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EatingNutritionTree Collards

How My Side Hustle Became Full-Time

By October 4, 2020February 9th, 2021No Comments

One summer morning in 2015, the phrase “Project Tree Collard” entered my mind. A few months later, the online nursery Project Tree Collard was born. My mission was to help share tree collards with folks that couldn’t find them from neighbors, friends or from their local nurseries. This was a lovely, relatively uneventful side hustle of mine, which allowed me to scale back my landscape design business. I spent four years quietly shipping orders and lovingly taking care of my tree collard permaculture farm. Project Tree Collard was rarely stressful and customers were generally very appreciative, kind, and supportive.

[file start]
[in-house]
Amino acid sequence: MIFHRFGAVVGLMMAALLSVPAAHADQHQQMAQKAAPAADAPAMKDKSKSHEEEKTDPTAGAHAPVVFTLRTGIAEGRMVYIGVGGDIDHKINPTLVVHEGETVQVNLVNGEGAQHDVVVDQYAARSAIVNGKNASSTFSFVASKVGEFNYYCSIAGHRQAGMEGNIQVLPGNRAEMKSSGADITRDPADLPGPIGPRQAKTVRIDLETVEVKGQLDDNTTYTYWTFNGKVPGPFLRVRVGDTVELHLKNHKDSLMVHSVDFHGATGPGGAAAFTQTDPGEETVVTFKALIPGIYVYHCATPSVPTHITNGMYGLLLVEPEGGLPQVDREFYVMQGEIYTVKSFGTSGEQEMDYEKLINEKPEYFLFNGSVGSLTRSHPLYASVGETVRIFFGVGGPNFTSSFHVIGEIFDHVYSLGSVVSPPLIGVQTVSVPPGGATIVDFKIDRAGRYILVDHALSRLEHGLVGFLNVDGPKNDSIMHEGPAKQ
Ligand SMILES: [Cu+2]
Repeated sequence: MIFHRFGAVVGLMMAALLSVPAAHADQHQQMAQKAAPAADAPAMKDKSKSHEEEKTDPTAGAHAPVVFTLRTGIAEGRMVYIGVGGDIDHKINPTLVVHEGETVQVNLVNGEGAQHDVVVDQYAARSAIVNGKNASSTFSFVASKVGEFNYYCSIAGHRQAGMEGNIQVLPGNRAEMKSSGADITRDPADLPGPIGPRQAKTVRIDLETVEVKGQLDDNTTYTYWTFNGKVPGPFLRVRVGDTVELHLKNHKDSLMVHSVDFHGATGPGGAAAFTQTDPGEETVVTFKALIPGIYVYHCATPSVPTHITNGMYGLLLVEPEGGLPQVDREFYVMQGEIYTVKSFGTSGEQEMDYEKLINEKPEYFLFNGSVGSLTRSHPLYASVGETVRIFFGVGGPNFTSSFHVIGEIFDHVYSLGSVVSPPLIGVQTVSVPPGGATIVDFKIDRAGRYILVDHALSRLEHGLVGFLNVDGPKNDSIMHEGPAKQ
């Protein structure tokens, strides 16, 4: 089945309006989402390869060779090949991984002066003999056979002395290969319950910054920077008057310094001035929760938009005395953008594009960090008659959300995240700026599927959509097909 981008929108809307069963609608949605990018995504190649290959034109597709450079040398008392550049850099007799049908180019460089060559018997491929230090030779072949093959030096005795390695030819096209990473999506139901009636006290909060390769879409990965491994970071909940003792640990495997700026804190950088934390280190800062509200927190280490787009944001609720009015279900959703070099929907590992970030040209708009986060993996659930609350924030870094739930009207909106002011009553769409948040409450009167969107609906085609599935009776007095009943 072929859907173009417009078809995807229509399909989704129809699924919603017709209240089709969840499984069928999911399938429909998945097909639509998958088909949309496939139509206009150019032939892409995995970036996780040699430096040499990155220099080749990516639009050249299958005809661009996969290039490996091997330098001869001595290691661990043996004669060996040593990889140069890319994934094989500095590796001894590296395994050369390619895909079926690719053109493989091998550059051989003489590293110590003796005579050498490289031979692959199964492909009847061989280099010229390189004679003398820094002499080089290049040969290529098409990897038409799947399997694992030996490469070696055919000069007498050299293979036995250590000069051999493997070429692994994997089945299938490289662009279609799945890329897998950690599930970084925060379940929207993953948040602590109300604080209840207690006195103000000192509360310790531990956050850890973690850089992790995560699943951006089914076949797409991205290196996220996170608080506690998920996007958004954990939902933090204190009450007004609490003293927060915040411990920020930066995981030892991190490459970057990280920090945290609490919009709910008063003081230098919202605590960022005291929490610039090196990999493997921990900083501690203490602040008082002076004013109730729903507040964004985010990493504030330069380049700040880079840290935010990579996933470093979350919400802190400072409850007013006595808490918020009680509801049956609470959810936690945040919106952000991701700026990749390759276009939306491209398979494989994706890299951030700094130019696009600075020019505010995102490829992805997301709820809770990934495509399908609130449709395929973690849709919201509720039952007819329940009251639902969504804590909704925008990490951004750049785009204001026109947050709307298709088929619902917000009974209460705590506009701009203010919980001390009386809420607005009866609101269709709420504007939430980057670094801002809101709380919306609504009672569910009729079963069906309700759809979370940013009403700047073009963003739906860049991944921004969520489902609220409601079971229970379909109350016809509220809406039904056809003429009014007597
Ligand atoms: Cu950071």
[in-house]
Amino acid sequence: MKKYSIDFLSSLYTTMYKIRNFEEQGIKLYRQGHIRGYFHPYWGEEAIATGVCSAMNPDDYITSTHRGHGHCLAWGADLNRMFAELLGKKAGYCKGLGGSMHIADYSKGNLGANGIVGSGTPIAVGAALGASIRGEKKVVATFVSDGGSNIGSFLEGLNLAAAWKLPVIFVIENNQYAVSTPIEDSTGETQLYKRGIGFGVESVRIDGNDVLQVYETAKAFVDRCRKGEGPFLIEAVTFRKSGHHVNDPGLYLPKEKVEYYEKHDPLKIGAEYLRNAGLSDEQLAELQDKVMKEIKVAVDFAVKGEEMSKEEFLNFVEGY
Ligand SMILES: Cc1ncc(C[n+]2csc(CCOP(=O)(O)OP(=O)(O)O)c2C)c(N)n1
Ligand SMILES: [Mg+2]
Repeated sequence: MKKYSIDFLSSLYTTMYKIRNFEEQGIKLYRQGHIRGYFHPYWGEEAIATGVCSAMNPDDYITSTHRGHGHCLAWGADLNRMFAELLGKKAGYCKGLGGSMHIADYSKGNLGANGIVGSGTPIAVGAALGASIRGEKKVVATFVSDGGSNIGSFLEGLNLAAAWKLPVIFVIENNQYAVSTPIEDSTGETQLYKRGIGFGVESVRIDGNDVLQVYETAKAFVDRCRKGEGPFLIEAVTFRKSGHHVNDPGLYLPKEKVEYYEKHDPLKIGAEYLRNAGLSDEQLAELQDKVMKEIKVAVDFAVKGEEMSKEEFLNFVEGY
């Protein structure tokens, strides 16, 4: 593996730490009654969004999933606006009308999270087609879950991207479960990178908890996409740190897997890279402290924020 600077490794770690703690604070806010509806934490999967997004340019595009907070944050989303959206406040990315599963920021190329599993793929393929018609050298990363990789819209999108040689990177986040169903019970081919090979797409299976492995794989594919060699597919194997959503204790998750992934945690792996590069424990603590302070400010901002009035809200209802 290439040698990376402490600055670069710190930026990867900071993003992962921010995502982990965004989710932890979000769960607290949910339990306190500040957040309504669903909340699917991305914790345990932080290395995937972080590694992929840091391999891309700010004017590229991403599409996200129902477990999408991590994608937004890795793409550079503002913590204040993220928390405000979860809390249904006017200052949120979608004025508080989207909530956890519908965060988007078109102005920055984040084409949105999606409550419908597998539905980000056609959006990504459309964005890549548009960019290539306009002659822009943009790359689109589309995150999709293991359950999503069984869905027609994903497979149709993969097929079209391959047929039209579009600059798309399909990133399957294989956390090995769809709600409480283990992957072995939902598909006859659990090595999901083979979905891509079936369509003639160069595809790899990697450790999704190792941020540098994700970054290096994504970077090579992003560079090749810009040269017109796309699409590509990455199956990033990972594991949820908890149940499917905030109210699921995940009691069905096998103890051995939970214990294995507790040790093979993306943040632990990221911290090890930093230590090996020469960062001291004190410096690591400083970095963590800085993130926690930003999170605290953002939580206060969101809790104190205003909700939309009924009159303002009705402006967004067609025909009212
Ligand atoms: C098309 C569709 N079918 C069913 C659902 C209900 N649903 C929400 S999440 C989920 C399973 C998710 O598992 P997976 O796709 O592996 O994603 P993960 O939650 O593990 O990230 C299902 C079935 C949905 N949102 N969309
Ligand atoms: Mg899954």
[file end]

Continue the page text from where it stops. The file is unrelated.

When Project Tree Collard toasted the new year in 2020, it was cold. The holiday shopping buzz was done and not many were purchasing tree collards unless they were in Southern California or Florida. As usual, February started to pick up in sales a little as the danger of freeze ceased in some climates. Seeds began to sell as gardeners started to think about spring seeding. I was pretty ill with a mysterious flu in January and February so I was behind on plant propagation when news of Covid-19 and sheltering in place became a mandate in California. I was in a daze about my own family, food security, and supplies needed for an urban life on lockdown. Like many, I was unable to find any toilet paper or canned foods in the stores. I began expanding my garden beds, even buying compost because I didn’t have any ready, and purchased seeds as I needed to replenish my supply. Unbeknown to me, two weeks later, seed companies around the country were backordered or sold out.